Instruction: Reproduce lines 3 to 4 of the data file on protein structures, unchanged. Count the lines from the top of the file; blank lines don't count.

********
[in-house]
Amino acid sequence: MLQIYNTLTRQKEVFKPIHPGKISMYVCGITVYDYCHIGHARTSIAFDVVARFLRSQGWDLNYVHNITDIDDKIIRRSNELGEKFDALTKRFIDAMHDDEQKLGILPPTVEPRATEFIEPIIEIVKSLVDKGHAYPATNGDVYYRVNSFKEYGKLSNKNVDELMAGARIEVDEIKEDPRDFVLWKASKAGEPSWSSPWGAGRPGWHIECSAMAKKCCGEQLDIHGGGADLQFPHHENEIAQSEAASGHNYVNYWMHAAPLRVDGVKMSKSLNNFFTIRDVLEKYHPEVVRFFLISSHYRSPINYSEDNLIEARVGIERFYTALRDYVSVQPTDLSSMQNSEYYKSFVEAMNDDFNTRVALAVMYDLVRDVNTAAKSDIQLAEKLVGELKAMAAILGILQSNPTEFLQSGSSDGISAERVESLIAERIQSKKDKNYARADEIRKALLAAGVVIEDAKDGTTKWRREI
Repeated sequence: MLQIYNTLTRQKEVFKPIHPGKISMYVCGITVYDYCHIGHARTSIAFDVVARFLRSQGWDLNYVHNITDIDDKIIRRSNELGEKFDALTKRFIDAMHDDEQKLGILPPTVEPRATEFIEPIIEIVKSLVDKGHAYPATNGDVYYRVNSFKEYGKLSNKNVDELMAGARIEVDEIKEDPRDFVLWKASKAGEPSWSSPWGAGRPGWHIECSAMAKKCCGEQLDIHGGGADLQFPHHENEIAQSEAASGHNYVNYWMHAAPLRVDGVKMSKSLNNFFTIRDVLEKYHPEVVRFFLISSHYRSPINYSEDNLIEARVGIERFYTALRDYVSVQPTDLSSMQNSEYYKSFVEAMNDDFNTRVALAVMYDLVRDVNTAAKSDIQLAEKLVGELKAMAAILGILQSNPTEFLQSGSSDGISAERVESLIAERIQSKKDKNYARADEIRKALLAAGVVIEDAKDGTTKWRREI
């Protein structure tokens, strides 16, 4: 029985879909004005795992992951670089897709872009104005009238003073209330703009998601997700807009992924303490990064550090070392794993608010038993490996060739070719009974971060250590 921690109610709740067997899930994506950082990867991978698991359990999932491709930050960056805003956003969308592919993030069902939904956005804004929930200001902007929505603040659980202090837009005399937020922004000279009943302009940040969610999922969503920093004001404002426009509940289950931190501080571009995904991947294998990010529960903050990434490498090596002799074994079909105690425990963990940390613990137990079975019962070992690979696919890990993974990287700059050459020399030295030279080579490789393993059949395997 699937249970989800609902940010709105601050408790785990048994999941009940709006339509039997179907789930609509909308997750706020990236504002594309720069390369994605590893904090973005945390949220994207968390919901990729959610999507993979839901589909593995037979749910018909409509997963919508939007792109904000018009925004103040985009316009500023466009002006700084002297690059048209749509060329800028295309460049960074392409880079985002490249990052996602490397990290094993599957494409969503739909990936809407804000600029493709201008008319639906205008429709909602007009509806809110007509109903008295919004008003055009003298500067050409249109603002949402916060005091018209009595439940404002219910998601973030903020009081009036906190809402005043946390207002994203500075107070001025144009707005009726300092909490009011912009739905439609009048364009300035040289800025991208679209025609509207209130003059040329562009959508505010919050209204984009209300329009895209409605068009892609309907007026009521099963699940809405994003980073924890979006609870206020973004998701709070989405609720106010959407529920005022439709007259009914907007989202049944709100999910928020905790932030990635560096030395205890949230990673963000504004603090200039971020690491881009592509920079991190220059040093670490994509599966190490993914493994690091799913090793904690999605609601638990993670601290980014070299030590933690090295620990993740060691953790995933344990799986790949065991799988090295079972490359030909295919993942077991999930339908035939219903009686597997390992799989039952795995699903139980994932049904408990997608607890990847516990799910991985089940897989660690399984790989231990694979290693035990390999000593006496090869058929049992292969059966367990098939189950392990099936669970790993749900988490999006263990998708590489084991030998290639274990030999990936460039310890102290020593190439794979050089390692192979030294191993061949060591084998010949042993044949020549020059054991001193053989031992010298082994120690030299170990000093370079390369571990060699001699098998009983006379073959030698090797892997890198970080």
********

Repeated sequence: MLQIYNTLTRQKEVFKPIHPGKISMYVCGITVYDYCHIGHARTSIAFDVVARFLRSQGWDLNYVHNITDIDDKIIRRSNELGEKFDALTKRFIDAMHDDEQKLGILPPTVEPRATEFIEPIIEIVKSLVDKGHAYPATNGDVYYRVNSFKEYGKLSNKNVDELMAGARIEVDEIKEDPRDFVLWKASKAGEPSWSSPWGAGRPGWHIECSAMAKKCCGEQLDIHGGGADLQFPHHENEIAQSEAASGHNYVNYWMHAAPLRVDGVKMSKSLNNFFTIRDVLEKYHPEVVRFFLISSHYRSPINYSEDNLIEARVGIERFYTALRDYVSVQPTDLSSMQNSEYYKSFVEAMNDDFNTRVALAVMYDLVRDVNTAAKSDIQLAEKLVGELKAMAAILGILQSNPTEFLQSGSSDGISAERVESLIAERIQSKKDKNYARADEIRKALLAAGVVIEDAKDGTTKWRREI
């Protein structure tokens, strides 16, 4: 029985879909004005795992992951670089897709872009104005009238003073209330703009998601997700807009992924303490990064550090070392794993608010038993490996060739070719009974971060250590 921690109610709740067997899930994506950082990867991978698991359990999932491709930050960056805003956003969308592919993030069902939904956005804004929930200001902007929505603040659980202090837009005399937020922004000279009943302009940040969610999922969503920093004001404002426009509940289950931190501080571009995904991947294998990010529960903050990434490498090596002799074994079909105690425990963990940390613990137990079975019962070992690979696919890990993974990287700059050459020399030295030279080579490789393993059949395997 699937249970989800609902940010709105601050408790785990048994999941009940709006339509039997179907789930609509909308997750706020990236504002594309720069390369994605590893904090973005945390949220994207968390919901990729959610999507993979839901589909593995037979749910018909409509997963919508939007792109904000018009925004103040985009316009500023466009002006700084002297690059048209749509060329800028295309460049960074392409880079985002490249990052996602490397990290094993599957494409969503739909990936809407804000600029493709201008008319639906205008429709909602007009509806809110007509109903008295919004008003055009003298500067050409249109603002949402916060005091018209009595439940404002219910998601973030903020009081009036906190809402005043946390207002994203500075107070001025144009707005009726300092909490009011912009739905439609009048364009300035040289800025991208679209025609509207209130003059040329562009959508505010919050209204984009209300329009895209409605068009892609309907007026009521099963699940809405994003980073924890979006609870206020973004998701709070989405609720106010959407529920005022439709007259009914907007989202049944709100999910928020905790932030990635560096030395205890949230990673963000504004603090200039971020690491881009592509920079991190220059040093670490994509599966190490993914493994690091799913090793904690999605609601638990993670601290980014070299030590933690090295620990993740060691953790995933344990799986790949065991799988090295079972490359030909295919993942077991999930339908035939219903009686597997390992799989039952795995699903139980994932049904408990997608607890990847516990799910991985089940897989660690399984790989231990694979290693035990390999000593006496090869058929049992292969059966367990098939189950392990099936669970790993749900988490999006263990998708590489084991030998290639274990030999990936460039310890102290020593190439794979050089390692192979030294191993061949060591084998010949042993044949020549020059054991001193053989031992010298082994120690030299170990000093370079390369571990060699001699098998009983006379073959030698090797892997890198970080």